Exception safety in work-stealing thread pool


For the past couple days I’ve been working on jobsteal, which is a work-stealing fork-join threadpool. It works like a charm if the jobs you submit don’t panic, but I’ve been having some trouble getting it to work in an exception-safe manner.

I spoke with @Gankro briefly on IRC, and he suggested I make a post here.

The key difference between jobsteal’s model and that of @Kimundi’s scoped_threadpool and @aturon’s crossbeam is that join handles and the scope object busy-wait: while they wait for jobs to finish, they run other jobs. This is done to avoid wasting time.

The code up at the repo is far from complete, but it works perfectly provided jobs do not panic.

There are a few questions I’d like to discuss here:

  • Where should job data be stored? Should it be shared via Arc, or stored in thread-local pools?
  • How should worker threads handle panics? Should they silently fail, or be wrapped in a catch_panic/recover call that reboots them on panic?
  • Can you safely implement a ‘scoped’ feature in a system where jobs can both panic and be spread over an arbitrary number of threads?

Concerns with Rust on the Server

Hi. Interesting project! I will look at it closer when I get time. I wrote a work-stealing fork-join threadpool in the beginning of this year and I just wanted to link it here in case you wanted some more inspiration. It does not solve the problem with panics and it also has some other shortcomings, I wrote it before I knew very much Rust and before it had a stable release :smile:

Repo: https://github.com/faern/forkjoin
Benchmarking repo: https://github.com/faern/forkjoin-benchmarking
Thesis: http://publications.lib.chalmers.se/records/fulltext/219016/219016.pdf


If you consider the pool a global resource, you probably want to catch the panic and keep the thread running to handle other jobs… ideally, you have a join() method which lets the caller handle a panic (like https://doc.rust-lang.org/nightly/std/thread/struct.JoinHandle.html#method.join).

I don’t think there’s any problem here? Obviously, if the scoped() callback panics, you need to wait for all pending jobs to terminate, but that doesn’t seem complicated.


Thanks for the link. I remember hearing something about that a long time ago but couldn’t seem to find it when I searched. I’ll be sure to check it out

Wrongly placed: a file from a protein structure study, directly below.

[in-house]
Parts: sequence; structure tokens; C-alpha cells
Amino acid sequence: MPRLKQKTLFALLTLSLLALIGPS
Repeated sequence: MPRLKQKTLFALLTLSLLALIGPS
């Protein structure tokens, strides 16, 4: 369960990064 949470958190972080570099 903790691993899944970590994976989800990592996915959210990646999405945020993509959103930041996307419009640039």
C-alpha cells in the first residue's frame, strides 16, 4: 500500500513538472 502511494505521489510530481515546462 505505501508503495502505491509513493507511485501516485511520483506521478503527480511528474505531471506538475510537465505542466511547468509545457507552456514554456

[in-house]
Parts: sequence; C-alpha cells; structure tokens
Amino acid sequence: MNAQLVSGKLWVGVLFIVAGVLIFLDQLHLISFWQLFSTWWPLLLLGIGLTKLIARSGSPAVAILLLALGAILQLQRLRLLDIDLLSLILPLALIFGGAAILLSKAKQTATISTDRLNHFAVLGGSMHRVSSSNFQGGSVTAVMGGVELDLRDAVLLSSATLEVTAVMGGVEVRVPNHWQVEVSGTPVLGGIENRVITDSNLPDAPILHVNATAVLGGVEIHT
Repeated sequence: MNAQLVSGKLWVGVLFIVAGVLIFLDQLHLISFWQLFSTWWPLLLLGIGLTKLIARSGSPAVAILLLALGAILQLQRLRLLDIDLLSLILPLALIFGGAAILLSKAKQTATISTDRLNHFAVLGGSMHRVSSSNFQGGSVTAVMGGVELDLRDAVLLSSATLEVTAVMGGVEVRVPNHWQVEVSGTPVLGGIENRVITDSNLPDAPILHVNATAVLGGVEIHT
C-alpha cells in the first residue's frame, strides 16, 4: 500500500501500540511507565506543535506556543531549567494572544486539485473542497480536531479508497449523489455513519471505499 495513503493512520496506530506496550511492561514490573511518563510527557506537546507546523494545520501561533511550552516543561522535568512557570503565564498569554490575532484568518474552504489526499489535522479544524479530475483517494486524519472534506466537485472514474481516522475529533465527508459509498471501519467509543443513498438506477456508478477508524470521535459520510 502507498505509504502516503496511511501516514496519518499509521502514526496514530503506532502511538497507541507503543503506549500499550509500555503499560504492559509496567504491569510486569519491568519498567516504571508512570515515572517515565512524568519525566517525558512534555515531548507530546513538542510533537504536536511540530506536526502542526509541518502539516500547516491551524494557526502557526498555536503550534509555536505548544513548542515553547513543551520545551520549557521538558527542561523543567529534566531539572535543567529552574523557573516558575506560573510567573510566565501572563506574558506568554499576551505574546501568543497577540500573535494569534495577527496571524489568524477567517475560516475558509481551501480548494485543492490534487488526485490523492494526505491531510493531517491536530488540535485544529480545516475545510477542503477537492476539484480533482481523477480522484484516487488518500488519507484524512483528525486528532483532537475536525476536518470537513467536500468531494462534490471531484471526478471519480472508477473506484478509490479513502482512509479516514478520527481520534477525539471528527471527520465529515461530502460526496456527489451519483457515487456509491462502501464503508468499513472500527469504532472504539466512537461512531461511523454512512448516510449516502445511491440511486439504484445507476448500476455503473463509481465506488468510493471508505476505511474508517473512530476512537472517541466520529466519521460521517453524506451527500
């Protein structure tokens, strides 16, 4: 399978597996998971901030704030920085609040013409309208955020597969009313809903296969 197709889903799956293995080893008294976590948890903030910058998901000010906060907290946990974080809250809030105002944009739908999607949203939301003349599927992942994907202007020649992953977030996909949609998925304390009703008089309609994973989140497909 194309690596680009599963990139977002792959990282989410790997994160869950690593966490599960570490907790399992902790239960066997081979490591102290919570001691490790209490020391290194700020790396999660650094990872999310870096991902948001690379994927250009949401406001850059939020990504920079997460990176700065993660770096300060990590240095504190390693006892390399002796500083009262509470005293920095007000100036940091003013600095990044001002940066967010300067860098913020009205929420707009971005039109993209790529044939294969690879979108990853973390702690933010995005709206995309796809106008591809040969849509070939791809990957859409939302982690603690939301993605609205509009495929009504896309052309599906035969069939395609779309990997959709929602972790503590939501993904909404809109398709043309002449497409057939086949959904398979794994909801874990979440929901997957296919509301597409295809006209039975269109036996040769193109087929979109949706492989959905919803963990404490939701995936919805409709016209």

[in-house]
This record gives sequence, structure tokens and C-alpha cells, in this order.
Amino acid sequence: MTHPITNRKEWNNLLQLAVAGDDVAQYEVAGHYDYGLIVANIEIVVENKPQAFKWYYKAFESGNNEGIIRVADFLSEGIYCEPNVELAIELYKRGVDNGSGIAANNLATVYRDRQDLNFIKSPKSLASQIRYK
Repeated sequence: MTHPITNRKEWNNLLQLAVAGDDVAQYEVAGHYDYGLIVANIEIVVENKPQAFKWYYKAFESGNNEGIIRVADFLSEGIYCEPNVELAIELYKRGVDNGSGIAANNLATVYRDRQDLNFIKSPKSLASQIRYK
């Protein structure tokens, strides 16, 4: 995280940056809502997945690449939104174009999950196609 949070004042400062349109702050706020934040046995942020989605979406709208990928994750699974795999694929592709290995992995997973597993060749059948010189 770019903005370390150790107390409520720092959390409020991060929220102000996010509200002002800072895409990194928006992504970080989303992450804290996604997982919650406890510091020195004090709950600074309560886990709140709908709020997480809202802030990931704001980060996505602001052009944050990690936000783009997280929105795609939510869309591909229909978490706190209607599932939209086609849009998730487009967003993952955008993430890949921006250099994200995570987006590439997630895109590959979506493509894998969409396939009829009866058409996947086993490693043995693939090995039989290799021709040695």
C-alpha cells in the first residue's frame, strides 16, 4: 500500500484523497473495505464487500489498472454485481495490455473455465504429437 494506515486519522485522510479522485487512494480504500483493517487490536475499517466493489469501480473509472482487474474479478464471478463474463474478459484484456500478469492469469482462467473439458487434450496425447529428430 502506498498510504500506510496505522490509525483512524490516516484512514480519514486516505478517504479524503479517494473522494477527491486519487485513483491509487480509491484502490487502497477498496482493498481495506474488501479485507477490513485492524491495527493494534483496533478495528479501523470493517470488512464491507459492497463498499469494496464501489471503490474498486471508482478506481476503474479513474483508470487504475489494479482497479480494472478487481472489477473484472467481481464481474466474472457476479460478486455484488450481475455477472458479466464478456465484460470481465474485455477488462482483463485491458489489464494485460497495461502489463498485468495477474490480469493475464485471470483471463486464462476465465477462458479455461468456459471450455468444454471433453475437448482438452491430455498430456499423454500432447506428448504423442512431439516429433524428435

The main issue I was having with implementing it in that manner were double-panics. In general, you can have a Scope object which, in its destructor, sends a message to all threads to finish all their jobs. That destructor will run, even if the thread where the Scope resides runs a panicky job. Since we want the one-thread case to work, we need that same thread to keep running jobs, any of which could panic again and bring the whole thread down.

Part of the issue stems from the design decision to be able to use the main thread as a job worker. It may be more prudent to necessitate at least one worker thread, while giving the main thread a queue only for other threads to steal from. If jobs can arbitrarily panic, it just comes down to chance whether that job runs on a restartable worker thread or brings the whole job system down from the main thread. Especially so, since an RNG is used to select queues to steal from.

I realize some of my panic-safety woes were a direct result of allocating jobs in thread-local Boxes which would be dropped when panicking, leaving the pointers in the other threads’ job queues dangling. That was just naive design in the prototype on my part, and I’ve been implementing a global, Arc’d queue and cutting down on unsafe code in another branch.

It’s important to me that users be able to “release” a job to run at an arbitrary time in its lifetime or join it manually. What I consider secondary is that users be able to discover when a thread panics. That necessarily requires a couple things:

  1. When submitting a job, you create a Sender/Receiver pair for sending job status to the JoinHandle. The message sent would be very small, something like
    enum JobExitStatus { Success, Panic(Box<Any>) }
    would do the trick. I don’t know how expensive Sender and Receiver are, though, and an eventual goal for this library is to be largely lock-free and very performant. It’s definitely more expensive than a single atomic store.
  2. Catching panics at the job level. I haven’t fully comprehended the RFC to amend catch_panic yet, but until that lands (and if this is to work on stable in any capacity), you have to box up a closure calling the already-boxed job function with the worker as a parameter and then transmute its lifetime to 'static and nest calling it in catch_panic. If/When the recover changes land, my understanding is that it would preclude closures wrapping mutable references or RefCells from being called, which would only make implementing a scoping mechanism more difficult.

A question the above raises is whether this is an appropriate use of catch_panic at all. The doc page seems to imply that this is, in general, to be used to wrap possibly-panicking functions across FFI boundaries.


If you want to be fancy, you can probably stuff a JobExitStatus into an atomic pointer…

Seems appropriate to me: you’re trying to expose semantics roughly equivalent to thread::spawn, which uses catch_panic in a similar way.


Also, slightly off-topic but if you’re looking for inspiration for inspiration for a work-stealing thread pool, Servo has one: https://github.com/servo/servo/blob/master/components/util/workqueue.rs . (IIRC it isn’t panic-safe.)